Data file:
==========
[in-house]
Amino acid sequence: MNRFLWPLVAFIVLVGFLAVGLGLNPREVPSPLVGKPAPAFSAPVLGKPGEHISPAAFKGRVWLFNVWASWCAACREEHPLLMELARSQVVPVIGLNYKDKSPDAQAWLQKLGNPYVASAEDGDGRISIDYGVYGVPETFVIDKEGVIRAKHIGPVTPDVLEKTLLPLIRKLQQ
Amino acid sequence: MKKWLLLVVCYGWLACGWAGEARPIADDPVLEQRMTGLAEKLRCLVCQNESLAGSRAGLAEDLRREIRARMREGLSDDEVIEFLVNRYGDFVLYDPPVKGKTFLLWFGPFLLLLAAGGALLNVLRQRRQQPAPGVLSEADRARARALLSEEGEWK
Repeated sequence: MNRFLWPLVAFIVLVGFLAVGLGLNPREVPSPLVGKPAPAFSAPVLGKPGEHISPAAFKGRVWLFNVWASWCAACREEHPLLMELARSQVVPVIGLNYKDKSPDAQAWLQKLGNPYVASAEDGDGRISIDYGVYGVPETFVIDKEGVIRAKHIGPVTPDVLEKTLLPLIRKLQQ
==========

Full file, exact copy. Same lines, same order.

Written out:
[in-house]
Amino acid sequence: MNRFLWPLVAFIVLVGFLAVGLGLNPREVPSPLVGKPAPAFSAPVLGKPGEHISPAAFKGRVWLFNVWASWCAACREEHPLLMELARSQVVPVIGLNYKDKSPDAQAWLQKLGNPYVASAEDGDGRISIDYGVYGVPETFVIDKEGVIRAKHIGPVTPDVLEKTLLPLIRKLQQ
Amino acid sequence: MKKWLLLVVCYGWLACGWAGEARPIADDPVLEQRMTGLAEKLRCLVCQNESLAGSRAGLAEDLRREIRARMREGLSDDEVIEFLVNRYGDFVLYDPPVKGKTFLLWFGPFLLLLAAGGALLNVLRQRRQQPAPGVLSEADRARARALLSEEGEWK
Repeated sequence: MNRFLWPLVAFIVLVGFLAVGLGLNPREVPSPLVGKPAPAFSAPVLGKPGEHISPAAFKGRVWLFNVWASWCAACREEHPLLMELARSQVVPVIGLNYKDKSPDAQAWLQKLGNPYVASAEDGDGRISIDYGVYGVPETFVIDKEGVIRAKHIGPVTPDVLEKTLLPLIRKLQQ